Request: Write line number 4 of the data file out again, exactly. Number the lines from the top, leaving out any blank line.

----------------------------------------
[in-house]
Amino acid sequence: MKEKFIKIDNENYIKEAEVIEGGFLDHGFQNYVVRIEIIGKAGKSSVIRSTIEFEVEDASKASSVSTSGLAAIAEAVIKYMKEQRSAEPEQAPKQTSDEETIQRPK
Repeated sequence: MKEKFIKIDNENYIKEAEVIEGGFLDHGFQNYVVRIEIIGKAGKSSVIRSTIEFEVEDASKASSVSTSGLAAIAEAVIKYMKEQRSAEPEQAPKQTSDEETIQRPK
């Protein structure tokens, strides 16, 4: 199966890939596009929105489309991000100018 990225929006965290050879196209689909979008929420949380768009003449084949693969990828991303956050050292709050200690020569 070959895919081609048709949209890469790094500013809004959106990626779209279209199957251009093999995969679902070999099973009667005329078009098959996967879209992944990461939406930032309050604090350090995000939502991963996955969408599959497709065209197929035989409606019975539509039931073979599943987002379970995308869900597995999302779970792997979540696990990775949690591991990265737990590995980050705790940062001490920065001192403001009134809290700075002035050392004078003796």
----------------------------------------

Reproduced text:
């Protein structure tokens, strides 16, 4: 199966890939596009929105489309991000100018 990225929006965290050879196209689909979008929420949380768009003449084949693969990828991303956050050292709050200690020569 070959895919081609048709949209890469790094500013809004959106990626779209279209199957251009093999995969679902070999099973009667005329078009098959996967879209992944990461939406930032309050604090350090995000939502991963996955969408599959497709065209197929035989409606019975539509039931073979599943987002379970995308869900597995999302779970792997979540696990990775949690591991990265737990590995980050705790940062001490920065001192403001009134809290700075002035050392004078003796």